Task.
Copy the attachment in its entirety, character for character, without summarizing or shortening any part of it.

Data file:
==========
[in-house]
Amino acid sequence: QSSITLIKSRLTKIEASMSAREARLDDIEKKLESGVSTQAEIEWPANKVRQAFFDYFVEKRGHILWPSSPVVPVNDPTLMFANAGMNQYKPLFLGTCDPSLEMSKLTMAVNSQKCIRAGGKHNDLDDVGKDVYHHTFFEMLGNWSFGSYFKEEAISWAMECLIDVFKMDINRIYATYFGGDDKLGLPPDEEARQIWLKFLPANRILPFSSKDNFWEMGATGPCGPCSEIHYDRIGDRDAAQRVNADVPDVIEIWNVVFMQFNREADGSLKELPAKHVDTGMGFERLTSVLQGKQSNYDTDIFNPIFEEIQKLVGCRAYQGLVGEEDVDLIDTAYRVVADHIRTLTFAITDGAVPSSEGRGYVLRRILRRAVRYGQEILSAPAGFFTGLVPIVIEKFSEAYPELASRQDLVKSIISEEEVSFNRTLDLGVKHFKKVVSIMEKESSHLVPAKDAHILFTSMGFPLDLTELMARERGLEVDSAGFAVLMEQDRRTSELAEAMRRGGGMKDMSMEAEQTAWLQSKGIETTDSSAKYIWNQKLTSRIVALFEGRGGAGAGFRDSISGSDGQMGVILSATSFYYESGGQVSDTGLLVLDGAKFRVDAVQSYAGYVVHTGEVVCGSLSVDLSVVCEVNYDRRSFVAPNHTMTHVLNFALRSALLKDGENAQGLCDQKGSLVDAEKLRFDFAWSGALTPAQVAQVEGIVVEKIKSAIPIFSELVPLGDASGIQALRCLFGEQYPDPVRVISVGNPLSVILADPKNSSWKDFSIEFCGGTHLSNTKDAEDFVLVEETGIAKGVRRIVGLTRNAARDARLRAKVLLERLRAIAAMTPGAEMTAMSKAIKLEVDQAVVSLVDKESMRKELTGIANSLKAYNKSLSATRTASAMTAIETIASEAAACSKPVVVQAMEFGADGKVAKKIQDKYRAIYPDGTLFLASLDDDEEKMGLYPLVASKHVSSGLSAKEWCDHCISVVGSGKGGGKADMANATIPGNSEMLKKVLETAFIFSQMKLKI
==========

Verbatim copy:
[in-house]
Amino acid sequence: QSSITLIKSRLTKIEASMSAREARLDDIEKKLESGVSTQAEIEWPANKVRQAFFDYFVEKRGHILWPSSPVVPVNDPTLMFANAGMNQYKPLFLGTCDPSLEMSKLTMAVNSQKCIRAGGKHNDLDDVGKDVYHHTFFEMLGNWSFGSYFKEEAISWAMECLIDVFKMDINRIYATYFGGDDKLGLPPDEEARQIWLKFLPANRILPFSSKDNFWEMGATGPCGPCSEIHYDRIGDRDAAQRVNADVPDVIEIWNVVFMQFNREADGSLKELPAKHVDTGMGFERLTSVLQGKQSNYDTDIFNPIFEEIQKLVGCRAYQGLVGEEDVDLIDTAYRVVADHIRTLTFAITDGAVPSSEGRGYVLRRILRRAVRYGQEILSAPAGFFTGLVPIVIEKFSEAYPELASRQDLVKSIISEEEVSFNRTLDLGVKHFKKVVSIMEKESSHLVPAKDAHILFTSMGFPLDLTELMARERGLEVDSAGFAVLMEQDRRTSELAEAMRRGGGMKDMSMEAEQTAWLQSKGIETTDSSAKYIWNQKLTSRIVALFEGRGGAGAGFRDSISGSDGQMGVILSATSFYYESGGQVSDTGLLVLDGAKFRVDAVQSYAGYVVHTGEVVCGSLSVDLSVVCEVNYDRRSFVAPNHTMTHVLNFALRSALLKDGENAQGLCDQKGSLVDAEKLRFDFAWSGALTPAQVAQVEGIVVEKIKSAIPIFSELVPLGDASGIQALRCLFGEQYPDPVRVISVGNPLSVILADPKNSSWKDFSIEFCGGTHLSNTKDAEDFVLVEETGIAKGVRRIVGLTRNAARDARLRAKVLLERLRAIAAMTPGAEMTAMSKAIKLEVDQAVVSLVDKESMRKELTGIANSLKAYNKSLSATRTASAMTAIETIASEAAACSKPVVVQAMEFGADGKVAKKIQDKYRAIYPDGTLFLASLDDDEEKMGLYPLVASKHVSSGLSAKEWCDHCISVVGSGKGGGKADMANATIPGNSEMLKKVLETAFIFSQMKLKI